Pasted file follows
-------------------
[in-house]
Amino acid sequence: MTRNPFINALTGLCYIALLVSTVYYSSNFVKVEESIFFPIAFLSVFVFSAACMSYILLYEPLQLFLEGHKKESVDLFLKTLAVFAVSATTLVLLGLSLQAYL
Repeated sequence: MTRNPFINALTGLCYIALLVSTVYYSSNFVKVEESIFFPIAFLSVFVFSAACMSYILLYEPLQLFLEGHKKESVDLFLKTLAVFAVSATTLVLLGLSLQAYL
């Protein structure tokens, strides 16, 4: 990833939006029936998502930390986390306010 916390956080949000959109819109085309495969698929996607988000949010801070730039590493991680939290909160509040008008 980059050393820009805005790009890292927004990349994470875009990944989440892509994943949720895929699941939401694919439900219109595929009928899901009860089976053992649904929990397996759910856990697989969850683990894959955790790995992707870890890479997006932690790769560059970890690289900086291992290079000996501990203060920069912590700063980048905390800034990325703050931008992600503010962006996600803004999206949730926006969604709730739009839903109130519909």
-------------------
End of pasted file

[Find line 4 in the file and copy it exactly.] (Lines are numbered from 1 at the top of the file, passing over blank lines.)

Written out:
């Protein structure tokens, strides 16, 4: 990833939006029936998502930390986390306010 916390956080949000959109819109085309495969698929996607988000949010801070730039590493991680939290909160509040008008 980059050393820009805005790009890292927004990349994470875009990944989440892509994943949720895929699941939401694919439900219109595929009928899901009860089976053992649904929990397996759910856990697989969850683990894959955790790995992707870890890479997006932690790769560059970890690289900086291992290079000996501990203060920069912590700063980048905390800034990325703050931008992600503010962006996600803004999206949730926006969604709730739009839903109130519909």